Where Malpractice Insurers May Fall Short

Brian S. Kern, JD

Disclosures

March 27, 2013

How a "Bad-Faith" Claim Works

These facts could lend themselves to a "bad-faith" claim against the carrier, and such action might be initiated soon.

In a typical bad-faith action, the plaintiff attorney in the underlying case files the lawsuit against the insurance company on the physician's behalf. To do so, he or she must first obtain the rights from the physician-defendant. In exchange, the plaintiff attorney will relieve that physician from personal liability.

But if the plaintiff attorney has questions about the insurance company's ability to pay, he or she may prefer to go after the physician personally, forcing the physician to decide whether to personally sue the insurance company.

This can be risky for the plaintiff attorney. If the physician refuses to file the bad-faith action or mishandles it, the plaintiff attorney may lose the ability to collect the balance of the judgment from the insurance company. This could set up an out-of-pocket settlement for considerably less than the jury award -- or possibly even a bankruptcy proceeding for the physician.

Make Sure Your Carrier Is Financially Stable

Had these physicians bought insurance from stronger companies, their problems might have been avoided. Most reputable carriers will honor a physician's request to settle a case. More important, claim representatives would not have to factor a company's ability to pay into that decision-making process. Financially strong companies can focus solely on the merits of each case and do what's in each physician's best interest.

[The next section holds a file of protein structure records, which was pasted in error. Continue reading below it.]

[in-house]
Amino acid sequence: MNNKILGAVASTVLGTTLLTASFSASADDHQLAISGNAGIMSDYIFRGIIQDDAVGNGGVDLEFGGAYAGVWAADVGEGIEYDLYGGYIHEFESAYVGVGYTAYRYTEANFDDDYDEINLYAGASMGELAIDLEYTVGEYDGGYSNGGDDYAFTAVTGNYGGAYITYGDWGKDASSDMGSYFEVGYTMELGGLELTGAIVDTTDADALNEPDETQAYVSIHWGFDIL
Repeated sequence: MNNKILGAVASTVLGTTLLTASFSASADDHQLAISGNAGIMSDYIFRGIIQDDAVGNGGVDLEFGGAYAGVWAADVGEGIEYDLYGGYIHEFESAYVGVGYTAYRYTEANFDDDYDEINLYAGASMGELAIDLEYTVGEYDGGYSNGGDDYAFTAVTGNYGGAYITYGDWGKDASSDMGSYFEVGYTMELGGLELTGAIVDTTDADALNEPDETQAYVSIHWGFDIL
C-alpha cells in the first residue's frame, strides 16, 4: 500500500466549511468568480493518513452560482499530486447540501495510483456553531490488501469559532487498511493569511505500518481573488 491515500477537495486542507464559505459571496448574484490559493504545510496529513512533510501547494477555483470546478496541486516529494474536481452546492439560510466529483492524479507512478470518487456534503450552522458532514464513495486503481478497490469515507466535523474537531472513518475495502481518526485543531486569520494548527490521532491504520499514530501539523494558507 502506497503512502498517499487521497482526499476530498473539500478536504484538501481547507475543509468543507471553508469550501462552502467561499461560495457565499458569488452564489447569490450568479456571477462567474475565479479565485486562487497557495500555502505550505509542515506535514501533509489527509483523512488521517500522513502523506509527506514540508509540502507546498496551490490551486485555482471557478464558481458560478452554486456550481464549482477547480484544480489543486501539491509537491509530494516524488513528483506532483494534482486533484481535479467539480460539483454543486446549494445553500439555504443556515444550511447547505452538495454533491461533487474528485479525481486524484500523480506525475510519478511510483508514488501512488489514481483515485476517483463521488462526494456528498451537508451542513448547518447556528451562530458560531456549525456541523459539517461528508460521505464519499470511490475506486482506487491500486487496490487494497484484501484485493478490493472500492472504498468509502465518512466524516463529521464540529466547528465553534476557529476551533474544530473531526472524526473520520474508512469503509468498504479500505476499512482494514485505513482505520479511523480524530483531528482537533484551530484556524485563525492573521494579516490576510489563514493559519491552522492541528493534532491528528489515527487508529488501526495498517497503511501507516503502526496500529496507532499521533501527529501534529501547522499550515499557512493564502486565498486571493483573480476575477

Another way the physicians could have avoided their issues is through a somewhat overlooked clause called "demand-to-settle." This provision gives a physician the ability to demand that a carrier attempt to settle a lawsuit on his or her behalf. Historically, there has been little use for this clause, because a carrier would rarely continue a legal proceeding without the support of its insured. This is clearly no longer the case.

An obvious message is to avoid insuring with poorly financed companies. But in the age of risk-taking in healthcare, many doctors have equated increased risk (even in medical malpractice) with an increased bottom line. Such physicians might be wise to decrease their professional liability risk positions and tighten up coverage before the market turns.

Now that financial instability in the insurance marketplace has created litigation instability, physicians who want to take on significant risk should at least understand ways to hedge it.

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